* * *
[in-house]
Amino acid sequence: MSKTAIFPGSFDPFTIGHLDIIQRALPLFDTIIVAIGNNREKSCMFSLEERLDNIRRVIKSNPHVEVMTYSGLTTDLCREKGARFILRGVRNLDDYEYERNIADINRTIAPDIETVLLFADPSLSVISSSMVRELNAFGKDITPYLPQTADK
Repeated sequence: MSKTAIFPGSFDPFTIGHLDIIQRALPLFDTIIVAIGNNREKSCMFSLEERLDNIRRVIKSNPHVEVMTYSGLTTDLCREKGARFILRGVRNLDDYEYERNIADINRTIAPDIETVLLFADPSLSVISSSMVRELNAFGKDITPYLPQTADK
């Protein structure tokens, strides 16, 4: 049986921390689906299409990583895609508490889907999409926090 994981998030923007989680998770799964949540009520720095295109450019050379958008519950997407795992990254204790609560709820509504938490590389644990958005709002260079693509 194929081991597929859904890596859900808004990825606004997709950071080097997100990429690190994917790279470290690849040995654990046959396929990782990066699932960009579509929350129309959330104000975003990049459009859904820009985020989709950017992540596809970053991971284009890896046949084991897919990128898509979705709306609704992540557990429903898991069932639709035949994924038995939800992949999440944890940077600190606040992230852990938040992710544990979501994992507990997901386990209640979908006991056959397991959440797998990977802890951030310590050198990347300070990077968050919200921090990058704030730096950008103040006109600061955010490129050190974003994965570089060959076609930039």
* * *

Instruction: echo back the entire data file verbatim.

[in-house]
Amino acid sequence: MSKTAIFPGSFDPFTIGHLDIIQRALPLFDTIIVAIGNNREKSCMFSLEERLDNIRRVIKSNPHVEVMTYSGLTTDLCREKGARFILRGVRNLDDYEYERNIADINRTIAPDIETVLLFADPSLSVISSSMVRELNAFGKDITPYLPQTADK
Repeated sequence: MSKTAIFPGSFDPFTIGHLDIIQRALPLFDTIIVAIGNNREKSCMFSLEERLDNIRRVIKSNPHVEVMTYSGLTTDLCREKGARFILRGVRNLDDYEYERNIADINRTIAPDIETVLLFADPSLSVISSSMVRELNAFGKDITPYLPQTADK
């Protein structure tokens, strides 16, 4: 049986921390689906299409990583895609508490889907999409926090 994981998030923007989680998770799964949540009520720095295109450019050379958008519950997407795992990254204790609560709820509504938490590389644990958005709002260079693509 194929081991597929859904890596859900808004990825606004997709950071080097997100990429690190994917790279470290690849040995654990046959396929990782990066699932960009579509929350129309959330104000975003990049459009859904820009985020989709950017992540596809970053991971284009890896046949084991897919990128898509979705709306609704992540557990429903898991069932639709035949994924038995939800992949999440944890940077600190606040992230852990938040992710544990979501994992507990997901386990209640979908006991056959397991959440797998990977802890951030310590050198990347300070990077968050919200921090990058704030730096950008103040006109600061955010490129050190974003994965570089060959076609930039």